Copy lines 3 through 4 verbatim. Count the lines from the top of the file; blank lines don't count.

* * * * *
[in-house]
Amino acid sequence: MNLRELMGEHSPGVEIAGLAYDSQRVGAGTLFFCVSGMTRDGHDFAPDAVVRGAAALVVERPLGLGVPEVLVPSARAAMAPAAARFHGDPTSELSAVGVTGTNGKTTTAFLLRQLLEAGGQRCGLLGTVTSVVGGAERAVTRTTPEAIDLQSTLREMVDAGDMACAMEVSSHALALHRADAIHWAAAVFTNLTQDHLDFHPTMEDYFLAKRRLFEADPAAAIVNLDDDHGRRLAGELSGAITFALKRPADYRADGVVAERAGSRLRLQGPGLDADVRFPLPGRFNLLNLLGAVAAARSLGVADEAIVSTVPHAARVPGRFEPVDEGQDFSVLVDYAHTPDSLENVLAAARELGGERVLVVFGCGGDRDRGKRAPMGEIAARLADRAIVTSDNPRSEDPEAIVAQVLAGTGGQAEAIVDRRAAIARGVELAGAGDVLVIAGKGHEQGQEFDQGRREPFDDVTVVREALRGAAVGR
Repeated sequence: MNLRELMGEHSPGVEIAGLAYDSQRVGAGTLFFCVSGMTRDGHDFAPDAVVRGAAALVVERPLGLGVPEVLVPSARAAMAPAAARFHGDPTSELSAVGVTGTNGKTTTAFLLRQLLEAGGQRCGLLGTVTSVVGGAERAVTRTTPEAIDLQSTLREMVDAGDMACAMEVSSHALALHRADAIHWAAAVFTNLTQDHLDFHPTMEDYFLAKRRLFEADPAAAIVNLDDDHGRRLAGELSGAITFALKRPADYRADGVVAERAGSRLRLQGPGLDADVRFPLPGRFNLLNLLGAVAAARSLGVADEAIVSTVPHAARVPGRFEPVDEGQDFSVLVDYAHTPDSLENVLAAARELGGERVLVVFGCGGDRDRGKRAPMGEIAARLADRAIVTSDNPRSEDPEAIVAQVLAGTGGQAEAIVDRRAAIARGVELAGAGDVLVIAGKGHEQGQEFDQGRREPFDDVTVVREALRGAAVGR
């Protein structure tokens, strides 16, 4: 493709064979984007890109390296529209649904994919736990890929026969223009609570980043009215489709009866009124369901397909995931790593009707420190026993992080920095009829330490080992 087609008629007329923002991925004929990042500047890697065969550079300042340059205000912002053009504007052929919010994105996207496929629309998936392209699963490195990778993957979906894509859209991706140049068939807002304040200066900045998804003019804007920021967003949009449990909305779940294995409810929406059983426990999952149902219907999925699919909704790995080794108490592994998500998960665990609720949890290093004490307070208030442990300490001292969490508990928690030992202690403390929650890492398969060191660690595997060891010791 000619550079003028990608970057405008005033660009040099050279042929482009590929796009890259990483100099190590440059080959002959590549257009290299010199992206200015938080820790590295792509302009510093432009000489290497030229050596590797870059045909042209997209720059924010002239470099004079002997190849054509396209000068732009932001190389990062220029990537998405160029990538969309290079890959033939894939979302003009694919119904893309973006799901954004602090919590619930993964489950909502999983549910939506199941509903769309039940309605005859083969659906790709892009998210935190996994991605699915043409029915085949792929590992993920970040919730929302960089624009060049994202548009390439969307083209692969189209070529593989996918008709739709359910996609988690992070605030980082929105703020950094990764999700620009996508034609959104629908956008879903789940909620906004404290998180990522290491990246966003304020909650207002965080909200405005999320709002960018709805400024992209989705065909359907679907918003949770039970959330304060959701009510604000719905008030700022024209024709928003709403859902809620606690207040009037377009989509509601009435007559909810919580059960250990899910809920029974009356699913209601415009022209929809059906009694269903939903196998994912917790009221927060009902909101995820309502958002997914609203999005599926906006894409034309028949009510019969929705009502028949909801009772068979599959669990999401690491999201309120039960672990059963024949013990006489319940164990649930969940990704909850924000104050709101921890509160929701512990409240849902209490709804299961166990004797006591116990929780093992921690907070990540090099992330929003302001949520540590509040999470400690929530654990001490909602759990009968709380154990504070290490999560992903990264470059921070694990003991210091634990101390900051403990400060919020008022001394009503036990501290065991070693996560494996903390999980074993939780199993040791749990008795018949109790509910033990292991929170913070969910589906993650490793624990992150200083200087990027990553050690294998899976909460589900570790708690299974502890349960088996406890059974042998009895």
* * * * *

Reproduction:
Repeated sequence: MNLRELMGEHSPGVEIAGLAYDSQRVGAGTLFFCVSGMTRDGHDFAPDAVVRGAAALVVERPLGLGVPEVLVPSARAAMAPAAARFHGDPTSELSAVGVTGTNGKTTTAFLLRQLLEAGGQRCGLLGTVTSVVGGAERAVTRTTPEAIDLQSTLREMVDAGDMACAMEVSSHALALHRADAIHWAAAVFTNLTQDHLDFHPTMEDYFLAKRRLFEADPAAAIVNLDDDHGRRLAGELSGAITFALKRPADYRADGVVAERAGSRLRLQGPGLDADVRFPLPGRFNLLNLLGAVAAARSLGVADEAIVSTVPHAARVPGRFEPVDEGQDFSVLVDYAHTPDSLENVLAAARELGGERVLVVFGCGGDRDRGKRAPMGEIAARLADRAIVTSDNPRSEDPEAIVAQVLAGTGGQAEAIVDRRAAIARGVELAGAGDVLVIAGKGHEQGQEFDQGRREPFDDVTVVREALRGAAVGR
């Protein structure tokens, strides 16, 4: 493709064979984007890109390296529209649904994919736990890929026969223009609570980043009215489709009866009124369901397909995931790593009707420190026993992080920095009829330490080992 087609008629007329923002991925004929990042500047890697065969550079300042340059205000912002053009504007052929919010994105996207496929629309998936392209699963490195990778993957979906894509859209991706140049068939807002304040200066900045998804003019804007920021967003949009449990909305779940294995409810929406059983426990999952149902219907999925699919909704790995080794108490592994998500998960665990609720949890290093004490307070208030442990300490001292969490508990928690030992202690403390929650890492398969060191660690595997060891010791 000619550079003028990608970057405008005033660009040099050279042929482009590929796009890259990483100099190590440059080959002959590549257009290299010199992206200015938080820790590295792509302009510093432009000489290497030229050596590797870059045909042209997209720059924010002239470099004079002997190849054509396209000068732009932001190389990062220029990537998405160029990538969309290079890959033939894939979302003009694919119904893309973006799901954004602090919590619930993964489950909502999983549910939506199941509903769309039940309605005859083969659906790709892009998210935190996994991605699915043409029915085949792929590992993920970040919730929302960089624009060049994202548009390439969307083209692969189209070529593989996918008709739709359910996609988690992070605030980082929105703020950094990764999700620009996508034609959104629908956008879903789940909620906004404290998180990522290491990246966003304020909650207002965080909200405005999320709002960018709805400024992209989705065909359907679907918003949770039970959330304060959701009510604000719905008030700022024209024709928003709403859902809620606690207040009037377009989509509601009435007559909810919580059960250990899910809920029974009356699913209601415009022209929809059906009694269903939903196998994912917790009221927060009902909101995820309502958002997914609203999005599926906006894409034309028949009510019969929705009502028949909801009772068979599959669990999401690491999201309120039960672990059963024949013990006489319940164990649930969940990704909850924000104050709101921890509160929701512990409240849902209490709804299961166990004797006591116990929780093992921690907070990540090099992330929003302001949520540590509040999470400690929530654990001490909602759990009968709380154990504070290490999560992903990264470059921070694990003991210091634990101390900051403990400060919020008022001394009503036990501290065991070693996560494996903390999980074993939780199993040791749990008795018949109790509910033990292991929170913070969910589906993650490793624990992150200083200087990027990553050690294998899976909460589900570790708690299974502890349960088996406890059974042998009895």